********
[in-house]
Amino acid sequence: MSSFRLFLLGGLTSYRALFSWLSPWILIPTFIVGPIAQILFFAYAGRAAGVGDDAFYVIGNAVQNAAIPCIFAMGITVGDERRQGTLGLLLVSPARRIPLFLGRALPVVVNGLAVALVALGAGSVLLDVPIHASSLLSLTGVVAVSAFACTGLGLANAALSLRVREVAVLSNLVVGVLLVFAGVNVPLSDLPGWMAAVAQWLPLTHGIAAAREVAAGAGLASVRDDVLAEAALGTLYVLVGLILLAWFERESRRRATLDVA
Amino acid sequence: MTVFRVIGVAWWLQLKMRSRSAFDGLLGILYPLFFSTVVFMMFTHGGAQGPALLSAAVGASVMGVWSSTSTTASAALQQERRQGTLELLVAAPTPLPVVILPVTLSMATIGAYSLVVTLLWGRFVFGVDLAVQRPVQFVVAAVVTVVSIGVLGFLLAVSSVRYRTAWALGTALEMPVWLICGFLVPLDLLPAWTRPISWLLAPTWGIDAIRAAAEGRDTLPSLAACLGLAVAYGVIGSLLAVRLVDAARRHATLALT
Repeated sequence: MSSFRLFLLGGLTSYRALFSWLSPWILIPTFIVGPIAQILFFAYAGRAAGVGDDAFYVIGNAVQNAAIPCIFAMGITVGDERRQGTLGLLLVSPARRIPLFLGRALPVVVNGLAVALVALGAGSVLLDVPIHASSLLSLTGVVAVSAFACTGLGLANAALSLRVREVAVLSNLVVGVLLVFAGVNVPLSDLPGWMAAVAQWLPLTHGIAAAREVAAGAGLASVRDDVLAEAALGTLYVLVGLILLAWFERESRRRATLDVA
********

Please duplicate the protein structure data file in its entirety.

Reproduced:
[in-house]
Amino acid sequence: MSSFRLFLLGGLTSYRALFSWLSPWILIPTFIVGPIAQILFFAYAGRAAGVGDDAFYVIGNAVQNAAIPCIFAMGITVGDERRQGTLGLLLVSPARRIPLFLGRALPVVVNGLAVALVALGAGSVLLDVPIHASSLLSLTGVVAVSAFACTGLGLANAALSLRVREVAVLSNLVVGVLLVFAGVNVPLSDLPGWMAAVAQWLPLTHGIAAAREVAAGAGLASVRDDVLAEAALGTLYVLVGLILLAWFERESRRRATLDVA
Amino acid sequence: MTVFRVIGVAWWLQLKMRSRSAFDGLLGILYPLFFSTVVFMMFTHGGAQGPALLSAAVGASVMGVWSSTSTTASAALQQERRQGTLELLVAAPTPLPVVILPVTLSMATIGAYSLVVTLLWGRFVFGVDLAVQRPVQFVVAAVVTVVSIGVLGFLLAVSSVRYRTAWALGTALEMPVWLICGFLVPLDLLPAWTRPISWLLAPTWGIDAIRAAAEGRDTLPSLAACLGLAVAYGVIGSLLAVRLVDAARRHATLALT
Repeated sequence: MSSFRLFLLGGLTSYRALFSWLSPWILIPTFIVGPIAQILFFAYAGRAAGVGDDAFYVIGNAVQNAAIPCIFAMGITVGDERRQGTLGLLLVSPARRIPLFLGRALPVVVNGLAVALVALGAGSVLLDVPIHASSLLSLTGVVAVSAFACTGLGLANAALSLRVREVAVLSNLVVGVLLVFAGVNVPLSDLPGWMAAVAQWLPLTHGIAAAREVAAGAGLASVRDDVLAEAALGTLYVLVGLILLAWFERESRRRATLDVA